Advertising is one of those "necessary evils" of the web, and of non-ecommerce blogs in particular. For blogs which aren't associated with a particular product or revenue-generating business, advertising is the main way to pay the bills. It's not something which generally enhances a site, but we try our hardest to ensure that it's not actively detracting from the important bits of a site.

openx-adblocks.jpg

One thing which can seriously detract is the increased load time when a site is filled with ads. This not only comes from the actual images and other assets which are loaded for each ad block, but often those blocks are generated by chunks of javascript, which can add rather a large amount of code to the HTML page, even before any imagery is loaded.

Most blogs start out with Google's Adsense, and then eventually graduate to Ad Manager if there's enough advertiser interest that they can start selling their inventory directly. However, Google does have some vast shortcomings, so when your sites get big enough, you start looking around for ad-serving alternatives, and inevitably come upon OpenX.

The Standard Way of Calling Ads

We're about to launch a redesign for a fantastic australian blog (more on that soon), who have a sizable roster of advertisers. They can have over 20 ad blocks of various sizes on some of their pages, so using "traditional" OpenX ad calls was not only time-consuming to add to the site, but it was adding a huge amount of HTML weight. Here's what the "standard" OpenX ad block code looks like:

<!--/* OpenX Javascript Tag v2.8.1 */-->
<script type='text/javascript'><!--//<![CDATA[
   var m3_u = (location.protocol=='https:'?'https://example.com/www/delivery/ajs.php':'http://example.com/www/delivery/ajs.php');
   var m3_r = Math.floor(Math.random()*99999999999);
   if (!document.MAX_used) document.MAX_used = ',';
   document.write ("<scr"+"ipt type='text/javascript' src='"+m3_u);
   document.write ("?zoneid=11");
   document.write ('&amp;cb=' + m3_r);
   if (document.MAX_used != ',') document.write ("&amp;exclude=" + document.MAX_used);
   document.write (document.charset ? '&amp;charset='+document.charset : (document.characterSet ? '&amp;charset='+document.characterSet : ''));
   document.write ("&amp;loc=" + escape(window.location));
   if (document.referrer) document.write ("&amp;referer=" + escape(document.referrer));
   if (document.context) document.write ("&context=" + escape(document.context));
   if (document.mmm_fo) document.write ("&amp;mmm_fo=1");
   document.write ("'><\/scr"+"ipt>");
//]]>--></script><noscript><a href='http://example.com/www/delivery/ck.php?n=a86ff4c4&amp;cb=INSERT_RANDOM_NUMBER_HERE' target='_blank'><img src='http://example.com/www/delivery/avw.php?zoneid=11&amp;cb=INSERT_RANDOM_NUMBER_HERE&amp;n=a86ff4c4' border='0' alt='' /></a></noscript>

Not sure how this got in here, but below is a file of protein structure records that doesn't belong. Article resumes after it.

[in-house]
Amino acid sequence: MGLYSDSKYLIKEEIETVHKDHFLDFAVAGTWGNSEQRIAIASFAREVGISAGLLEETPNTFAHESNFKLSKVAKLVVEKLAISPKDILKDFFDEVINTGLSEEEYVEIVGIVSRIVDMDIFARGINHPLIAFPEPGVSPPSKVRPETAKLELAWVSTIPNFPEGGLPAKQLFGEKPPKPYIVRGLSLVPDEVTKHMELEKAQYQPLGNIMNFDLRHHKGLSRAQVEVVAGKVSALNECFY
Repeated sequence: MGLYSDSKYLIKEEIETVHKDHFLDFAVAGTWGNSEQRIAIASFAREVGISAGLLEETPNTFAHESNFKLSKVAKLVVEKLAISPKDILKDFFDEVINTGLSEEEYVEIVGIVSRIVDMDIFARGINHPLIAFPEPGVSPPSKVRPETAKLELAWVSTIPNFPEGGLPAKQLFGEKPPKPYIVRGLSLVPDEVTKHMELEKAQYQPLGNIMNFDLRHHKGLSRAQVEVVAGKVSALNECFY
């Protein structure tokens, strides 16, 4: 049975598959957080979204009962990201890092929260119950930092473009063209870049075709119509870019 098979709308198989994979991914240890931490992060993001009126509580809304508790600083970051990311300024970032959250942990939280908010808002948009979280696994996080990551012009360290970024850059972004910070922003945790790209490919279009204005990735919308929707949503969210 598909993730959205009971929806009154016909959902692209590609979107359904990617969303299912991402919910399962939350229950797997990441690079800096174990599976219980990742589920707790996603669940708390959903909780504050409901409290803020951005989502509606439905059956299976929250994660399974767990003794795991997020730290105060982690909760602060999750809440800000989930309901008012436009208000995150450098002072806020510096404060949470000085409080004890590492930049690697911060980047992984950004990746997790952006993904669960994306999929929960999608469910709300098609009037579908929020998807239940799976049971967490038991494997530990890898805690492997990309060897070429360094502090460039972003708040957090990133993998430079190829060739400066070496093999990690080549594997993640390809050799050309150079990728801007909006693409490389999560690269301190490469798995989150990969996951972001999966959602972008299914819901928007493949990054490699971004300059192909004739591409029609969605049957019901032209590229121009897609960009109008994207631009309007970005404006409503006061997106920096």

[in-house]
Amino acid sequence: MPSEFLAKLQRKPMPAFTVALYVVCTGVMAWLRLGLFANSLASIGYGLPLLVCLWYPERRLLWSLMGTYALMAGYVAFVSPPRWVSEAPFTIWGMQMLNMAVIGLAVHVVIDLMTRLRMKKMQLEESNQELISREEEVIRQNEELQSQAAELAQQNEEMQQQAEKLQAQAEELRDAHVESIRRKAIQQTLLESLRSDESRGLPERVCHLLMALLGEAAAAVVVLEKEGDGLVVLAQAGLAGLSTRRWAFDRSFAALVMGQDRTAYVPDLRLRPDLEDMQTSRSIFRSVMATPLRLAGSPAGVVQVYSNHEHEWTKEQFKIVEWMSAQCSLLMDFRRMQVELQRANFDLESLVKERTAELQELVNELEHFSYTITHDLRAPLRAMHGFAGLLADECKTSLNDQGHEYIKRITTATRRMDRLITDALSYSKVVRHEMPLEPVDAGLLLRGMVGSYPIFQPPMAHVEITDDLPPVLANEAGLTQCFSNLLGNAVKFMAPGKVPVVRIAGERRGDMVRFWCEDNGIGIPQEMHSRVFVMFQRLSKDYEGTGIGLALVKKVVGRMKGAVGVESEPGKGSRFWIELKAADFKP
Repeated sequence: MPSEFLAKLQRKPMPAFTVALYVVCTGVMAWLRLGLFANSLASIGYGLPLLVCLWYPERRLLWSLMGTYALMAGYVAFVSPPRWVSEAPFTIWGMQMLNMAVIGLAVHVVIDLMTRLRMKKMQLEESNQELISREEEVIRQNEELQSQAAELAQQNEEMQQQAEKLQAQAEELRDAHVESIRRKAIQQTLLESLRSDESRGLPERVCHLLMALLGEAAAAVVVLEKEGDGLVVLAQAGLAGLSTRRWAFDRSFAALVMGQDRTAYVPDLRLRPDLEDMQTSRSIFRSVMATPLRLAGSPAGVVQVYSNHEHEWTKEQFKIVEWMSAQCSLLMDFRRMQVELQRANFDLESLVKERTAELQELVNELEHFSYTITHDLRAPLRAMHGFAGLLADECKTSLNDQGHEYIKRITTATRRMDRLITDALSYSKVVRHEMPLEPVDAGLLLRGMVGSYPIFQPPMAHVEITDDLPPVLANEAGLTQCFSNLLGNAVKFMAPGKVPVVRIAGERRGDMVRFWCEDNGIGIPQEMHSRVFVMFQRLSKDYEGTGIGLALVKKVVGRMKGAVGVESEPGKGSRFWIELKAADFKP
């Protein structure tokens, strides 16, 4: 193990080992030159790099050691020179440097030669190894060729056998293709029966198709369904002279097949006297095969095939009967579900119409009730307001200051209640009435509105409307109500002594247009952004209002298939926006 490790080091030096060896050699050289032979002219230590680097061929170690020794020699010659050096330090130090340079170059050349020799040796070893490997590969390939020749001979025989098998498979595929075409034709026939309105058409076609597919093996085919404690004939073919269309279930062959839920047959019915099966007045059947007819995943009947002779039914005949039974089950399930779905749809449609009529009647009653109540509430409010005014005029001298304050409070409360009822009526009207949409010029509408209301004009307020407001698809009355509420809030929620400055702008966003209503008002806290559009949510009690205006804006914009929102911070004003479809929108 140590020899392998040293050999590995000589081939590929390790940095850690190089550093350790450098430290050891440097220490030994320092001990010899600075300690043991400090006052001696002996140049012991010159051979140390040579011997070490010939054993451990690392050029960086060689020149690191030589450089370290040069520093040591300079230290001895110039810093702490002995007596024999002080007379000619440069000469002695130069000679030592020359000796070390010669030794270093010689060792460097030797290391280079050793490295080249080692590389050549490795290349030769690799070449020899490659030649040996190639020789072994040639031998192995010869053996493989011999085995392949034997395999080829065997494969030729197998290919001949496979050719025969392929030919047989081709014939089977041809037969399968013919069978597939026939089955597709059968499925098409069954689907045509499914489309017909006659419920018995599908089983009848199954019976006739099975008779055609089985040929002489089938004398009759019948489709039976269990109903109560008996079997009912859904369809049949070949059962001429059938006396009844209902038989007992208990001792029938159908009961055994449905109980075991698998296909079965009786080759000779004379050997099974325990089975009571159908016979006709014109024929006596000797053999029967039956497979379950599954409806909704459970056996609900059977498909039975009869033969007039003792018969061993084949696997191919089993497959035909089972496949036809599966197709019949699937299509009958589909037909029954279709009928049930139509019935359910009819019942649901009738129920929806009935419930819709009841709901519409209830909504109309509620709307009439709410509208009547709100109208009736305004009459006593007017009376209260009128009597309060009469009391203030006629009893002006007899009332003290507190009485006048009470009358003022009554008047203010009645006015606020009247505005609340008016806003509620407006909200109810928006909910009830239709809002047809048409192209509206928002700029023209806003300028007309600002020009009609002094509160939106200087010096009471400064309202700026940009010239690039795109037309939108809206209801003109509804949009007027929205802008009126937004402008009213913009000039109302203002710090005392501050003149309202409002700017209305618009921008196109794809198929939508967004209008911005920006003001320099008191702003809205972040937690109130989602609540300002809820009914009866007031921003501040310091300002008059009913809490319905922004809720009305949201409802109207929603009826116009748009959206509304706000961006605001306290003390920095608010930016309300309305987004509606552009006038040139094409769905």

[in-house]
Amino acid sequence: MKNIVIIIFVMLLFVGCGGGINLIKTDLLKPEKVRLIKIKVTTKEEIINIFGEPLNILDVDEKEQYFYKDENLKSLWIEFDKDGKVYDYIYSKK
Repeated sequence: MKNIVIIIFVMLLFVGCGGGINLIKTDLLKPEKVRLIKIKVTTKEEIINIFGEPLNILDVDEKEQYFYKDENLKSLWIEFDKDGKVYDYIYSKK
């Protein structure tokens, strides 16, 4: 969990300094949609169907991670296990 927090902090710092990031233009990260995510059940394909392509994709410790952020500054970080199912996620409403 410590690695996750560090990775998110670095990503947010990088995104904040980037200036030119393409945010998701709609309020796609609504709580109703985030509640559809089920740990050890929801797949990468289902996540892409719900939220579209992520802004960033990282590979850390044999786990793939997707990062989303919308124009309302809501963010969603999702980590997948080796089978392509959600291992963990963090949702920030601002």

It's a bit messy, but not so bad by itself. However, when you've got 8 of these blocks all together, and another dozen spread across the rest of the page, it gets rather hefty. The front page of the site in question, without ads, weighs in at a bit over 600 lines of HTML. Dropping in 20 ad blocks brings it up to just under 1000 lines.

As I said. Hefty.

Making OpenX Faster and Smoother

Fortunately, OpenX has an invocation method called Single Page Call, which is designed to make the whole setup much more svelte. So instead of calling that gargantuan chunk of javascript and .write methods over and over, you have a single invocation script called in the header:

<script type='text/javascript' src='http://example.com/www/delivery/spcjs.php?id=1'></script>

... and then a much smaller, sexier invocation code for each ad block:

<script type='text/javascript'><!--// <![CDATA[
/* [id1] Wide Ad - Top */
OA_show(1);
// ]]> --></script><noscript><a target='_blank' href='http://example.com/www/delivery/ck.php?n=c8acc6c'><img border='0' alt='' src='http://example.com/www/delivery/avw.php?zoneid=1&amp;n=c8acc6c' /></a></noscript>

Switching to this method decreased our page size by 30%! Fantastic.

The only limitation here is that it expects every ad zone you're calling to be unique. So you can't make a single zone called "interpost_ad" and call it 10 times, it wants you to create 10 different zones called interpost_1 - interpost_10, and set them all up individually. This is a monstrous pain in the butt for administration and development, doubly-so because what I'd read in the OpenX docs had me expecting that this setup would allow different banners to be called if the same zone was repeated.